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Y Filltir Sgwâr/The Square Mile: Along An Ancient Path

29 Jun 2024 5 minute read
Carn y Defaid. Photo: Tom Maloney

In a year long series Tom Maloney, from Abersychan, shows how you can love a place so well it becomes a part of you.

Sometimes you just get an overwhelming feeling that you want to get to a high place, take in big views and feel the freshness of a cooling breeze.

Following the ridge above Cwmavon ending at Carn y Defaid, Blaenavon does just that and a bit more.

I have enjoyed several walks along this path over the week. Mood of place changes dramatically as the sun dips in the sky.

Though I feel I should also say from the outset that the fresh feel to the wind on a mountain also has the potential to be deceptive when the Sun is hot and care should to be taken to avoid sunburn.


After the period of warm weather that we have enjoyed recently, protruding stones are exposed like the vertebrae of the backbone of a dinosaur on a palaeontology dig.

It makes my thoughts drift and I wonder about just how old this path is?

An Ancient Path. Photo: Tom Maloney

A lovely book by Toby Driver ‘The Hillforts of Iron Age Wales’ reveals the wealth of ancient history there is within the locality, with quite a number of hillforts localised around the Newport area, one being Twmbarlwm, which is sited on the ridge above Risca –

“Good examples of Welsh hillforts built in iconic locations include … Twmbarlwm hillfort and later castle which commands a supremely strong 419m-high ridge at the south-eastern edge of the South Wales Valleys.”

There are clear views towards the ridge, the Bristol Channel and Newport from the top of this valley and I wonder did the Ancients walk this way from their settlements near the coast.

Bog pool marked by a standing stone. Photo: Tom Maloney

In Autumn and Winter the path presents a very different picture and is often waterlogged and boggy.

Even in the Summer the surrounding terrain is surprisingly spongy under foot.

Dotted here and there are bog pools that have a curious attraction for me, which once again feed into my thoughts of olden times.

Standing stone

A standing stone, which can be seen by the naked eye over some distance, marks one pool. Is this by accident or design?

Gazing down at the peat brown, sparkling surface of the pool a strong feeling of déjà vu whelmed up inside my whole being, but … but even as I felt this strange sensation the logical side of my brain was warning that my imagination may be being overactive once again!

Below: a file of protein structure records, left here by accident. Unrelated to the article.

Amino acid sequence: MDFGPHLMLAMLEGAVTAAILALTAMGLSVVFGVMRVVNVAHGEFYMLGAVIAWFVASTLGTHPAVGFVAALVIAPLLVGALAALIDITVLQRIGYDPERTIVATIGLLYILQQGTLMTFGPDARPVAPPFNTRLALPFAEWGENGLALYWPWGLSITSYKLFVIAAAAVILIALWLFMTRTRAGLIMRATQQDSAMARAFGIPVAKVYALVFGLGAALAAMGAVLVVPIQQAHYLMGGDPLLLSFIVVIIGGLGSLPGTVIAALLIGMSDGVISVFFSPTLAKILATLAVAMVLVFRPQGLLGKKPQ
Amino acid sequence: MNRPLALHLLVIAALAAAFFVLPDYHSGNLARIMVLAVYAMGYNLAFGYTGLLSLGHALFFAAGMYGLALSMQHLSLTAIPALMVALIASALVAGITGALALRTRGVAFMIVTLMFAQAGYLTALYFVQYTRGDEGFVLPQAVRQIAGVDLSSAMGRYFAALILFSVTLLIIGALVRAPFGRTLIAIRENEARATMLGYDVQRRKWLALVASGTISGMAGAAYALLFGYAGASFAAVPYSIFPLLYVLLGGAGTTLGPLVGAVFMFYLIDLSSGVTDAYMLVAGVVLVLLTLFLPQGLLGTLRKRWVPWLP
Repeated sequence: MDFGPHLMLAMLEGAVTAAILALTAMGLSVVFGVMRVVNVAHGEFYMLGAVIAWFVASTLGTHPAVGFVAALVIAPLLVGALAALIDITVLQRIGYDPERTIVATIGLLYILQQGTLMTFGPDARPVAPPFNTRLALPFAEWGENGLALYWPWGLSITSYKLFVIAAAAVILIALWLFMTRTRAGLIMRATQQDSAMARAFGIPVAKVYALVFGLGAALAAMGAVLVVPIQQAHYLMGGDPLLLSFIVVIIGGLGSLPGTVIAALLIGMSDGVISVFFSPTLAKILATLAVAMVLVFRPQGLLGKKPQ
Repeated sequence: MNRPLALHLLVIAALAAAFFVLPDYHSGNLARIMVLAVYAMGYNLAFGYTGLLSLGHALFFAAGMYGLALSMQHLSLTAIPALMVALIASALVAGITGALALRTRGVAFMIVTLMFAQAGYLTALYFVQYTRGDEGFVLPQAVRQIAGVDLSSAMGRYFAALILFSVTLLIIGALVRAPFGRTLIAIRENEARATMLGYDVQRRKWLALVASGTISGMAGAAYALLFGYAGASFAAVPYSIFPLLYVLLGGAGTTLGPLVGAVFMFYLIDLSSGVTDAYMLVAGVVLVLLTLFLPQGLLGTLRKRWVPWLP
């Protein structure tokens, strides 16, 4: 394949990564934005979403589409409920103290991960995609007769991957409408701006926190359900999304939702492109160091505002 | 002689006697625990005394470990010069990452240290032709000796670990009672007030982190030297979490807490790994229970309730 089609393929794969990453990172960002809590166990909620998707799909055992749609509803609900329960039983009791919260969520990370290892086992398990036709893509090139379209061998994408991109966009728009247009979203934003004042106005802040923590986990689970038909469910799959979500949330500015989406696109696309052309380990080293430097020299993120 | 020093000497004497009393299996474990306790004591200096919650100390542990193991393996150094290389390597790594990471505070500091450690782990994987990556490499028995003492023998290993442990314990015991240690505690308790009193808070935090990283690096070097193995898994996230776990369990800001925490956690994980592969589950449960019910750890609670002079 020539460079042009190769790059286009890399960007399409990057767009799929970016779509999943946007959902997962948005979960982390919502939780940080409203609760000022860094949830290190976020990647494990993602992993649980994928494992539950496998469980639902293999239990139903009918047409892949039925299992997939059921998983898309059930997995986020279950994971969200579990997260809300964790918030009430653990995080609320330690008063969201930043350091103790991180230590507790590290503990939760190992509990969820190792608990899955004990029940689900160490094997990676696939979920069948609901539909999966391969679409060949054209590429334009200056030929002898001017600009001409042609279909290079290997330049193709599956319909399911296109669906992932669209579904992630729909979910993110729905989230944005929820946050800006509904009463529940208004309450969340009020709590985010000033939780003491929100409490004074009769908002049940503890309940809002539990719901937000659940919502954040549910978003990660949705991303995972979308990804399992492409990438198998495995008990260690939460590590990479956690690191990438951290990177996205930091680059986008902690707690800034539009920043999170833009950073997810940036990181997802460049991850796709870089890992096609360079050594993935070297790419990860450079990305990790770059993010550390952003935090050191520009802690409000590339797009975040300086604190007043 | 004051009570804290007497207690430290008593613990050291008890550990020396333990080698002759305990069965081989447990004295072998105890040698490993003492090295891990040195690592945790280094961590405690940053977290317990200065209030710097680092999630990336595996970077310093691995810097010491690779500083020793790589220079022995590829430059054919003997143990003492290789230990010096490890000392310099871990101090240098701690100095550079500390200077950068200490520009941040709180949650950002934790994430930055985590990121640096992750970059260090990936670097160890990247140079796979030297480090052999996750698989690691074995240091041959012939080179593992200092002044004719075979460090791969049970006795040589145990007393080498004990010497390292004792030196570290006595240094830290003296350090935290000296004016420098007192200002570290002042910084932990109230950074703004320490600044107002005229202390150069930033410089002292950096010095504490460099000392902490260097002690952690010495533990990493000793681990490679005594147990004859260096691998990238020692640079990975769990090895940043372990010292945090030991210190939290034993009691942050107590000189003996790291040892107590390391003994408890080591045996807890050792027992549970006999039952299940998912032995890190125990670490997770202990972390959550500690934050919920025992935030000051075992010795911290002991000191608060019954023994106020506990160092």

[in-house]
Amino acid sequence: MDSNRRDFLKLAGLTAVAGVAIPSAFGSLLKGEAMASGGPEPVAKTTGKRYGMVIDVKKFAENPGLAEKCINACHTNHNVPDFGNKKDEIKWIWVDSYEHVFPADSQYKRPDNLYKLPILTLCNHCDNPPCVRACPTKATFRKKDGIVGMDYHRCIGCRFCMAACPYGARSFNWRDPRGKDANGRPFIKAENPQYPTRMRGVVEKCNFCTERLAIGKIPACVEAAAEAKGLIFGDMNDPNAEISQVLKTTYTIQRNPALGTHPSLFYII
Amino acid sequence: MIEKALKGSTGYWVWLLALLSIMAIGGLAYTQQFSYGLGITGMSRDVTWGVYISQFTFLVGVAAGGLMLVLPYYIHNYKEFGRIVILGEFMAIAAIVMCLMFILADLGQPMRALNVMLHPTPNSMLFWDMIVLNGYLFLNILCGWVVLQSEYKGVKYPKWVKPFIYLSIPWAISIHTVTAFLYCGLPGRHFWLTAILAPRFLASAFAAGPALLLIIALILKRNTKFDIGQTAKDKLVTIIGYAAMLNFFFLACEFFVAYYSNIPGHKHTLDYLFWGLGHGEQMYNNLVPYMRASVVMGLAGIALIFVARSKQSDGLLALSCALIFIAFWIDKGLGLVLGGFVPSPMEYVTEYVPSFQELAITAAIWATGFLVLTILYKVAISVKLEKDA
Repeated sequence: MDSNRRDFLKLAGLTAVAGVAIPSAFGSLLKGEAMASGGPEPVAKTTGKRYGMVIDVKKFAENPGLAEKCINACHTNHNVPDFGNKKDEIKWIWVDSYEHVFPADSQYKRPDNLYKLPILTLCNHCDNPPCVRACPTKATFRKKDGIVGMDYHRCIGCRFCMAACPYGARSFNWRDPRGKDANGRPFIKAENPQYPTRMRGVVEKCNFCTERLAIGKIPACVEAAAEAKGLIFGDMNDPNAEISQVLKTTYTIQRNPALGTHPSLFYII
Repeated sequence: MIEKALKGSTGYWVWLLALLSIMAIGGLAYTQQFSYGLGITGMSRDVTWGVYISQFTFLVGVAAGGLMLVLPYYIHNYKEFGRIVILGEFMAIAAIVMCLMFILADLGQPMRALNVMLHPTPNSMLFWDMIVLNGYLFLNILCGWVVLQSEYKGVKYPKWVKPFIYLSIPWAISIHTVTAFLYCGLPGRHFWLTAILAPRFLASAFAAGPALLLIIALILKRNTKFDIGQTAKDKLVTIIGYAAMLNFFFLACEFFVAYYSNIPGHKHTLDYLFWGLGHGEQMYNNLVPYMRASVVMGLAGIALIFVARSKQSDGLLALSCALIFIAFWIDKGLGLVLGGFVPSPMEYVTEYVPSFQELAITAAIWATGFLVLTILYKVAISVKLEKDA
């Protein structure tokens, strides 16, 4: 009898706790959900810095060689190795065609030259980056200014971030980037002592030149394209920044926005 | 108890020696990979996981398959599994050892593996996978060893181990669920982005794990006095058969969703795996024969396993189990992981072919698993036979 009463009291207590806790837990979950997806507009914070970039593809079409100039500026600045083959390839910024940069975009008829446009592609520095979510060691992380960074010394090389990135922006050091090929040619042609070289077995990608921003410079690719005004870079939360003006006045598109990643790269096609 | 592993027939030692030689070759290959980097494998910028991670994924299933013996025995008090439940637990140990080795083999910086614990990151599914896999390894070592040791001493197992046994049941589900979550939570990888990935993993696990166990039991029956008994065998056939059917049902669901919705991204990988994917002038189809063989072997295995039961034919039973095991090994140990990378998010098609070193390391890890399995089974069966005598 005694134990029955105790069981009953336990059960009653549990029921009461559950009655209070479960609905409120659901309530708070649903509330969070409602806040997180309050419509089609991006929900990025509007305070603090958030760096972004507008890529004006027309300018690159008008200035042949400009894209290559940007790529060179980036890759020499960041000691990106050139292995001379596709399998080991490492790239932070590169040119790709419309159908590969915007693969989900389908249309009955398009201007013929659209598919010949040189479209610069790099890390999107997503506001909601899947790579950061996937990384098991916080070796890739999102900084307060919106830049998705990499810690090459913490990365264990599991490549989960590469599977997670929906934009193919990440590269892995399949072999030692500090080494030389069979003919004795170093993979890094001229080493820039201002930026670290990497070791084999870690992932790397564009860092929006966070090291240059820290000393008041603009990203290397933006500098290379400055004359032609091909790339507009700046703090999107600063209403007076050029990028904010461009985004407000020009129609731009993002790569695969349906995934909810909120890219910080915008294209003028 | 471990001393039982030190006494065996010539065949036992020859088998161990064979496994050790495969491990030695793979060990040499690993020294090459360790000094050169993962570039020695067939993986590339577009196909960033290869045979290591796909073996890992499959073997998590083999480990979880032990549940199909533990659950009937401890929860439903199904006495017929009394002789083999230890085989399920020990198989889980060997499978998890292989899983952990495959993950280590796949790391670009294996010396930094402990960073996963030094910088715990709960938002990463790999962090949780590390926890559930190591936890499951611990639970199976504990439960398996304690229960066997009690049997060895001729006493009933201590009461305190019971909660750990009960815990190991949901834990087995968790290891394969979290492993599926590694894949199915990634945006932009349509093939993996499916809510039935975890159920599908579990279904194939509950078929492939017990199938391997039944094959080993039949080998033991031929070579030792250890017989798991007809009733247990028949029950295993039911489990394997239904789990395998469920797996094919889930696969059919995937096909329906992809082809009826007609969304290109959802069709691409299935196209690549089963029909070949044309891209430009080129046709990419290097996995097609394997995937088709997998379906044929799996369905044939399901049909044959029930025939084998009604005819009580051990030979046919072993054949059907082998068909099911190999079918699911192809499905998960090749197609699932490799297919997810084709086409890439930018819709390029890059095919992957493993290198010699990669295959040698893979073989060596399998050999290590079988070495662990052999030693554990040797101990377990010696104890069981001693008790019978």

Common Cotton Grass
Photo: Tom Maloney

In a landscape like this Nature pushes itself into your consciousness.

I was lucky enough to be able to watch the soaring flight of a Red Kite on one of my walks, but the stand out sight for me was the banks of Common cotton-grass (Eriophorum angustifolium) glistening like diamonds from afar, but having the look of cotton wool when seen up close.

Larger cairn at Carn y Defaid. Photo: Tom Maloney

Further along the trail and even to my untrained archaeological eye the distinctive stones that make up Carn y Defaid sited on a commanding position have a purposeful look about their structure.

‘Carn y Defaid’ means ‘Cairn of The Sheep’ in English and there are in fact two cairns here, one considerably larger than the other.

Bronze age

Coflein, the online catalogue of archaeology, buildings, industrial and maritime heritage in Wales dates these structures to the Bronze Age. I cannot recommend this fascinating website too strongly, it has a wealth of easily accessible information about our Welsh heritage to be enjoyed.

To my mind the location of the cairns cannot have been an accident. The views here are simply spectacular and must have been so to the eyes of the Bronze Age folk as well.

In their minds I think their thoughts must have been, “This is our land!”

Fading light over the smaller cairn
Photo: Tom Maloney

I think it must be something about the profile of the cairns or possibly the views of Ysgyryd Fawr in the distance that for me is reminiscent of the paintings of Paul Cézanne.

I think particularly of Mont Sainte-Victoire located in Aix-en-Provence, which Cézanne painted many times. There is so much to inspire an artist at Carn y Defaid.

Sunset over the stones
Photo; Tom Maloney

Sunset is a special time in this landscape.

The stones reflect pink orange hues, as they are touched by the fading glow of the sun and you feel your soul connected to something that has been held in time here.

There are more people in the evening too, standing and gazing, walking and talking, taking in the tranquility of place, as they have done for thousands of years.

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